This may remind you a little of the coronation of Napoleon at Rheims, but at least Napoleon had the decency to crown himself.  Two days after Hitler became the Chancellor of Germany, Dietrich Bonhoeffer gave an address on the subject of ‘the leader’ (the Fuhrer, Duce, or Caudillo) that the Nazis cut off.  Bonhoeffer said that a leader who allowed himself to be idolized was a misleader and that ‘leaders who set themselves up as gods mock God.’  It is hard to imagine a better case of a leader mocking God than that pompous little Spanish soldier called Franco.  Beevor goes on:

All the trappings and incantations represented the sentiments and self-image of the crusading conqueror.  In his struggle to defeat the Marxist hydra, Franco had been fighting against the past as well as the present: against the nineteenth century poisoned by liberalism; against the eighteenth century which had produced the Enlightenment and Freemasonry; and against the defeats of the seventeenth century.  Only in an earlier period could the Caudillo find the roots of a great and united Spain, the Spain of Ferdinand and Isabella.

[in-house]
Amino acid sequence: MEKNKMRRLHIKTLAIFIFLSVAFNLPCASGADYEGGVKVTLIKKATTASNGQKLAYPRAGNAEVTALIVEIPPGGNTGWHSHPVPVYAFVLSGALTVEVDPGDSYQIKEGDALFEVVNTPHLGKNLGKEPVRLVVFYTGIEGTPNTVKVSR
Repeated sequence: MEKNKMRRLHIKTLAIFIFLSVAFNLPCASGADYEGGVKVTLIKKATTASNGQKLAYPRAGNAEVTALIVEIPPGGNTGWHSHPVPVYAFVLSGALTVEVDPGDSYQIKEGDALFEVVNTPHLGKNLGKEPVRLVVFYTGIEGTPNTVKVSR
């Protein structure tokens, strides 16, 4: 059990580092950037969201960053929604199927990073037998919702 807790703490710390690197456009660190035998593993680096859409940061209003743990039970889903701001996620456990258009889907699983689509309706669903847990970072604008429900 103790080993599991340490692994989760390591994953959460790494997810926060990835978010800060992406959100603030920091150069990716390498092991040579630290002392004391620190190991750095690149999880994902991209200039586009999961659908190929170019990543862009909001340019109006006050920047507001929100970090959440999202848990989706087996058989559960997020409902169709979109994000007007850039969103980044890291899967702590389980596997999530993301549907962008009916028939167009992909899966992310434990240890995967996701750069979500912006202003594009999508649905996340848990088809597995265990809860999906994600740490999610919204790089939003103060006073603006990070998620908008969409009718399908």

If Franco had gone back even further to when the Moors ruled Spain, he may or may not have found a similar attitude of rejecting the present that we see so often now in Islam.

Did the Generalissimo show Christian charity to the vanquished?

The Caudillo used to read through the sentences of death when taking his coffee after a meal, often in the presence of his personal priest, Jose Maria Bulart.  He would write an ‘E’ against those he decided should be executed, and a ‘C’ when commuting the sentence.  For those he considered needed to be made a conspicuous example, he wrote ‘garrote y prensa’ (garrotting and press coverage).  After coffee, his aide would send off the sentences to be passed to the military governor of each region of each province, who would communicate them by telegram to the head of the prison.  The sentences would then be read out in the central gallery of the prison.  Some officials enjoyed reading out the first name, such as Jose or Juan, to strike fear into all those who bore it, before adding the family name.  In the woman’s prison of Amorebieta one of the nuns who acted as warders would perform this duty.